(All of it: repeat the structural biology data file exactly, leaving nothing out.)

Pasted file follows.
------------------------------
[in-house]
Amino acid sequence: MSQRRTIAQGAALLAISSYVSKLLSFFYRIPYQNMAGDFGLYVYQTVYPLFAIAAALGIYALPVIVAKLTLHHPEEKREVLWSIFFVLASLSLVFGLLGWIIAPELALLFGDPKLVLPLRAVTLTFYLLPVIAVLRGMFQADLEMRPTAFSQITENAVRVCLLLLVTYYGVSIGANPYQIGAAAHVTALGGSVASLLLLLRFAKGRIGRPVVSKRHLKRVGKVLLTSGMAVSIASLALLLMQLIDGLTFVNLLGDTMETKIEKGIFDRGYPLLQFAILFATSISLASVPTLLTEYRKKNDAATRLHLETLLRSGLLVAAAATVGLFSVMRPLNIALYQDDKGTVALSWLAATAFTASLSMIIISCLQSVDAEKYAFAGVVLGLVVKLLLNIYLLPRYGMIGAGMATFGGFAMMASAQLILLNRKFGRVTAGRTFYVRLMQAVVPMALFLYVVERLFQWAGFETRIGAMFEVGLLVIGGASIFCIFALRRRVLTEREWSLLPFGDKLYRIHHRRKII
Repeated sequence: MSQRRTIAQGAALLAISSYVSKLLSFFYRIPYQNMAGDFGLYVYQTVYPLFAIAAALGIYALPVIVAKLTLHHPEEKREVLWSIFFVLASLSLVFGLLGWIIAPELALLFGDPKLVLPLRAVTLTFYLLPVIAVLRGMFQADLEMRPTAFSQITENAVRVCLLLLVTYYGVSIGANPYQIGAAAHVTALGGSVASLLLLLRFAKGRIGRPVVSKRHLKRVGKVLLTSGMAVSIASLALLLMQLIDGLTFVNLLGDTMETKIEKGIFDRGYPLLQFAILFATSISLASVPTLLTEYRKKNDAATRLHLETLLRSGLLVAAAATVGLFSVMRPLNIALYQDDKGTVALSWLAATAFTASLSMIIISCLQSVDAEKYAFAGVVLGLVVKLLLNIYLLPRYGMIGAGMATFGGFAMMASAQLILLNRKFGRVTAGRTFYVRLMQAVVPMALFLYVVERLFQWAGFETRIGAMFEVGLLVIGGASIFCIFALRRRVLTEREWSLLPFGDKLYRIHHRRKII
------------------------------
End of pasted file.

[in-house]
Amino acid sequence: MSQRRTIAQGAALLAISSYVSKLLSFFYRIPYQNMAGDFGLYVYQTVYPLFAIAAALGIYALPVIVAKLTLHHPEEKREVLWSIFFVLASLSLVFGLLGWIIAPELALLFGDPKLVLPLRAVTLTFYLLPVIAVLRGMFQADLEMRPTAFSQITENAVRVCLLLLVTYYGVSIGANPYQIGAAAHVTALGGSVASLLLLLRFAKGRIGRPVVSKRHLKRVGKVLLTSGMAVSIASLALLLMQLIDGLTFVNLLGDTMETKIEKGIFDRGYPLLQFAILFATSISLASVPTLLTEYRKKNDAATRLHLETLLRSGLLVAAAATVGLFSVMRPLNIALYQDDKGTVALSWLAATAFTASLSMIIISCLQSVDAEKYAFAGVVLGLVVKLLLNIYLLPRYGMIGAGMATFGGFAMMASAQLILLNRKFGRVTAGRTFYVRLMQAVVPMALFLYVVERLFQWAGFETRIGAMFEVGLLVIGGASIFCIFALRRRVLTEREWSLLPFGDKLYRIHHRRKII
Repeated sequence: MSQRRTIAQGAALLAISSYVSKLLSFFYRIPYQNMAGDFGLYVYQTVYPLFAIAAALGIYALPVIVAKLTLHHPEEKREVLWSIFFVLASLSLVFGLLGWIIAPELALLFGDPKLVLPLRAVTLTFYLLPVIAVLRGMFQADLEMRPTAFSQITENAVRVCLLLLVTYYGVSIGANPYQIGAAAHVTALGGSVASLLLLLRFAKGRIGRPVVSKRHLKRVGKVLLTSGMAVSIASLALLLMQLIDGLTFVNLLGDTMETKIEKGIFDRGYPLLQFAILFATSISLASVPTLLTEYRKKNDAATRLHLETLLRSGLLVAAAATVGLFSVMRPLNIALYQDDKGTVALSWLAATAFTASLSMIIISCLQSVDAEKYAFAGVVLGLVVKLLLNIYLLPRYGMIGAGMATFGGFAMMASAQLILLNRKFGRVTAGRTFYVRLMQAVVPMALFLYVVERLFQWAGFETRIGAMFEVGLLVIGGASIFCIFALRRRVLTEREWSLLPFGDKLYRIHHRRKII